Senate debates

Tuesday, 2 December 2014


Australian Human Rights Commission

4:10 pm

Photo of Rachel SiewertRachel Siewert (WA, Australian Greens) Share this | | Hansard source

( I move:

That the Senate take note of the document.

The Australian Human Rights Commission report No. 80 on an inquiry into the complaint of KA, KB, KC and KD v the Commonwealth of Australia is an extremely important report. It relates to four Aboriginal men who have a cognitive impairment and who have been held in indeterminate custody. This issue is extremely important. We saw recently the very sad case of Roseanne Fulton, who had a cognitive impairment and had been held in detention in Western Australia for a significant period of time before she was transferred to the Northern Territory. We have just seen on the news how that is still resulting in interactions with the law, and there is insufficient accommodation.

This report does not relate to Roseanne; it relates to four other men, who have now complained to the Australian Human Rights Commission. I should note that at the time this report was tabled there was also a report tabled by the Attorney-General for Australia, Senator George Brandis, who, unfortunately, in tabling that report, is basically washing his hands of this matter, saying that it is not a Commonwealth responsibility. Those are not the thoughts of the Human Rights Commission, who go through very detailed consideration of the circumstances of these men and find that, as a result of this inquiry:

… there has been a failure by the Commonwealth to take measures to work with the Northern Territory to provide accommodation and other support services, other than accommodation in a maximum security prison, for people with intellectual disabilities who are unfit to plead to criminal charges.

In other words, people who have a cognitive impairment and are not fit to plead should not be held in prison, because they have not been found guilty of any crime. This report is saying that the Commonwealth has failed to take measures to work with the Northern Territory to ensure that accommodation has been provided. The report makes some recommendations around the individuals in terms of what the Commonwealth and the Territory should be doing. The report states that the Commonwealth should:

… provide a copy of the Commission’s findings to the Northern Territory and seek assurances from the Northern Territory that it will take immediate steps to identify alternative accommodation arrangements for each of the complainants so that Mr KA and Mr KD are no longer detained in a prison and Mr KB and Mr KC are progressively moved out of held detention.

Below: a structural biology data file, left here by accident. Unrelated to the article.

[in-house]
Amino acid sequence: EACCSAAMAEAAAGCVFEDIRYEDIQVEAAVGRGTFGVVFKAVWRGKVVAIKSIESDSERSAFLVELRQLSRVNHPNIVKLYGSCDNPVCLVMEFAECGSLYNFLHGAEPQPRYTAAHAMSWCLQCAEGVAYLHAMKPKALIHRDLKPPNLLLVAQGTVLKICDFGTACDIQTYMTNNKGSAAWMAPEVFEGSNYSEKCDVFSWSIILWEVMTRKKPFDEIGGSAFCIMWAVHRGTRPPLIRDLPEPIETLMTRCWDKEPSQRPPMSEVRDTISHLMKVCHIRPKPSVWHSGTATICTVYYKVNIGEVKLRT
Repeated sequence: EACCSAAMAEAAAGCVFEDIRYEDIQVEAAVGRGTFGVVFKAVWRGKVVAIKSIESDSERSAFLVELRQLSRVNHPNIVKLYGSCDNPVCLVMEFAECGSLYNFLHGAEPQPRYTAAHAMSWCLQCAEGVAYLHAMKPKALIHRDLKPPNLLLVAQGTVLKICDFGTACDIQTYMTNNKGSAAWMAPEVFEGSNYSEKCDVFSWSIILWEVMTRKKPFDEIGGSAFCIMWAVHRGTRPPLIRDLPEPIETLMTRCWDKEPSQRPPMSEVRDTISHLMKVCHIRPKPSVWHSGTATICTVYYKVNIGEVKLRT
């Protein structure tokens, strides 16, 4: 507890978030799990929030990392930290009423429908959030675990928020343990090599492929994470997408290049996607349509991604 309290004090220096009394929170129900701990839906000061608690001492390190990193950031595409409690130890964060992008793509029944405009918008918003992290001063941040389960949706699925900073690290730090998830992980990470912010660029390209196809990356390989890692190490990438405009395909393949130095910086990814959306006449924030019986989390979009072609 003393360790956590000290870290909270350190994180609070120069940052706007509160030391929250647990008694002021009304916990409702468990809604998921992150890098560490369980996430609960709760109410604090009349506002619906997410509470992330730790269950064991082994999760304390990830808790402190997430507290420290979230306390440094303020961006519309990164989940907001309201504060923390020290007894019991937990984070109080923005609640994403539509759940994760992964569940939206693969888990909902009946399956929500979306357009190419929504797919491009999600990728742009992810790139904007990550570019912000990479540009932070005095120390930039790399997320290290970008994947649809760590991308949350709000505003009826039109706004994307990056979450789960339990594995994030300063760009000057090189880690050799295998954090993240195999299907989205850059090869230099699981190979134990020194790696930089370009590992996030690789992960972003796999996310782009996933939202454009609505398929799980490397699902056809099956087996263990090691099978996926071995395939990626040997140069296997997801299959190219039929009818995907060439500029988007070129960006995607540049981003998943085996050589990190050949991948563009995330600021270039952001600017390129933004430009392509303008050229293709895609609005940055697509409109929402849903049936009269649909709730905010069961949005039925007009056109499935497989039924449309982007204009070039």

This is really clear that alternative accommodation needs to be found. It is outrageous that the Commonwealth government is washing its hands of any responsibility. This has been the Commonwealth's response every time we have asked them to start paying attention to and working on the issues around Australia, because this is not just occurring in the Northern Territory; it is occurring in all states. People with cognitive impairments who have interactions with the justice system are put in prison indeterminately. That is simply not acceptable. It is quite plainly breaching our international obligations under a number of conventions, including the Convention on the Rights of Persons with Disabilities.

The Commonwealth government simply cannot wash its hands of this issue. The people of Australia expect the Commonwealth to take responsibility for all its citizens and not brush this off by saying that it is the responsibility of the Northern Territory.

It is about time that the Commonwealth took responsibility for this issue and worked not just with the Northern Territory—although that is obviously the most immediate issue that needs to be dealt with, so that these four Aboriginal men are no longer held in detention—but also with the other states to ensure that there is other accommodation available for people who have a cognitive impairment so that they are not held in detention for an indeterminate period. There is a case in Western Australia, for example, where people have been held in detention for over 10 years without charge. That is simply not good enough. It is a clear breach of our international obligations.

This report needs to be reconsidered by the government. They need to very quickly take on board these issues. It is unacceptable that they wash their hands of this, that this is the way they treat very well thought through reports on these four gentlemen. They need to reconsider this report and ensure they take action so that people are no longer held in detention for indeterminate periods of time simply because they have a cognitive impairment and are unfit to plead. I seek leave to continue my remarks later.

Leave granted; debate adjourned.